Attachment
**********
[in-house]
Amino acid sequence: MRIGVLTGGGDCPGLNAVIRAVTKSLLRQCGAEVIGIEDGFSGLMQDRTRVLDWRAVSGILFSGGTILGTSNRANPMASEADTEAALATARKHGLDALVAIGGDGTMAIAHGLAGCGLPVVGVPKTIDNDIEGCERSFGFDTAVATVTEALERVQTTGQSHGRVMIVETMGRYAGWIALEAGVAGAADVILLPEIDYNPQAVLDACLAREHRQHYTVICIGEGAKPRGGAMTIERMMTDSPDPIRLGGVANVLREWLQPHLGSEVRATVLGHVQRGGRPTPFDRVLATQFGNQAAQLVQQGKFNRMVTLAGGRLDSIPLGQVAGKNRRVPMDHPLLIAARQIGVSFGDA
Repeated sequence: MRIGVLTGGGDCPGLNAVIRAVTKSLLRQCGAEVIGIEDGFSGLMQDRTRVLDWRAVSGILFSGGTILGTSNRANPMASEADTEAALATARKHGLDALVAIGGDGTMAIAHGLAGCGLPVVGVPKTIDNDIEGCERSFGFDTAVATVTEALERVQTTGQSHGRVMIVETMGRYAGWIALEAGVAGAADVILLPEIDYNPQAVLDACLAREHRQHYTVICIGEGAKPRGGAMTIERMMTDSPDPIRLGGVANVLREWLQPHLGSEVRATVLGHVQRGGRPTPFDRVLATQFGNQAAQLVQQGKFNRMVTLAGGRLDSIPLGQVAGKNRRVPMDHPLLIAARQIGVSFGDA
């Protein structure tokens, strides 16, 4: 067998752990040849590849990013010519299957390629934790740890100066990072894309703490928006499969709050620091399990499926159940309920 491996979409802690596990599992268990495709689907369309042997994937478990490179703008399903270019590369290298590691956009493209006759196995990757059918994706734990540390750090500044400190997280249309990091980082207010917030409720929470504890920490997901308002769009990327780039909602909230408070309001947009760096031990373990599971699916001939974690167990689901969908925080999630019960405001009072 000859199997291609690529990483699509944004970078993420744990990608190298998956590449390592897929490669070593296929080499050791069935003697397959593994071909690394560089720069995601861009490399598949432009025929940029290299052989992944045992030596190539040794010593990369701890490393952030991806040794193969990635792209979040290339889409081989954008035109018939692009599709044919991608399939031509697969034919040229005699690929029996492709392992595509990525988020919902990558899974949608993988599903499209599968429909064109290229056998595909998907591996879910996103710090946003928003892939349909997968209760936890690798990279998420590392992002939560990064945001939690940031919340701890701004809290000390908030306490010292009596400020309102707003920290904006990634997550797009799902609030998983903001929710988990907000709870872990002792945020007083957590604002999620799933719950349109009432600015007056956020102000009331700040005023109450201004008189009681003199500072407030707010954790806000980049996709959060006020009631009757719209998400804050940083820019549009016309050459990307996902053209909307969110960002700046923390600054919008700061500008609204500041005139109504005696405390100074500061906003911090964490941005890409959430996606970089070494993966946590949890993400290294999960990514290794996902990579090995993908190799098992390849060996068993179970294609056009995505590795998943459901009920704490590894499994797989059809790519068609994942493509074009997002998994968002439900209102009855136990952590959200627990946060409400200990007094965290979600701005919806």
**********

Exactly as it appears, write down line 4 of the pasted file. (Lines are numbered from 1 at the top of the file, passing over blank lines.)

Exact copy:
């Protein structure tokens, strides 16, 4: 067998752990040849590849990013010519299957390629934790740890100066990072894309703490928006499969709050620091399990499926159940309920 491996979409802690596990599992268990495709689907369309042997994937478990490179703008399903270019590369290298590691956009493209006759196995990757059918994706734990540390750090500044400190997280249309990091980082207010917030409720929470504890920490997901308002769009990327780039909602909230408070309001947009760096031990373990599971699916001939974690167990689901969908925080999630019960405001009072 000859199997291609690529990483699509944004970078993420744990990608190298998956590449390592897929490669070593296929080499050791069935003697397959593994071909690394560089720069995601861009490399598949432009025929940029290299052989992944045992030596190539040794010593990369701890490393952030991806040794193969990635792209979040290339889409081989954008035109018939692009599709044919991608399939031509697969034919040229005699690929029996492709392992595509990525988020919902990558899974949608993988599903499209599968429909064109290229056998595909998907591996879910996103710090946003928003892939349909997968209760936890690798990279998420590392992002939560990064945001939690940031919340701890701004809290000390908030306490010292009596400020309102707003920290904006990634997550797009799902609030998983903001929710988990907000709870872990002792945020007083957590604002999620799933719950349109009432600015007056956020102000009331700040005023109450201004008189009681003199500072407030707010954790806000980049996709959060006020009631009757719209998400804050940083820019549009016309050459990307996902053209909307969110960002700046923390600054919008700061500008609204500041005139109504005696405390100074500061906003911090964490941005890409959430996606970089070494993966946590949890993400290294999960990514290794996902990579090995993908190799098992390849060996068993179970294609056009995505590795998943459901009920704490590894499994797989059809790519068609994942493509074009997002998994968002439900209102009855136990952590959200627990946060409400200990007094965290979600701005919806």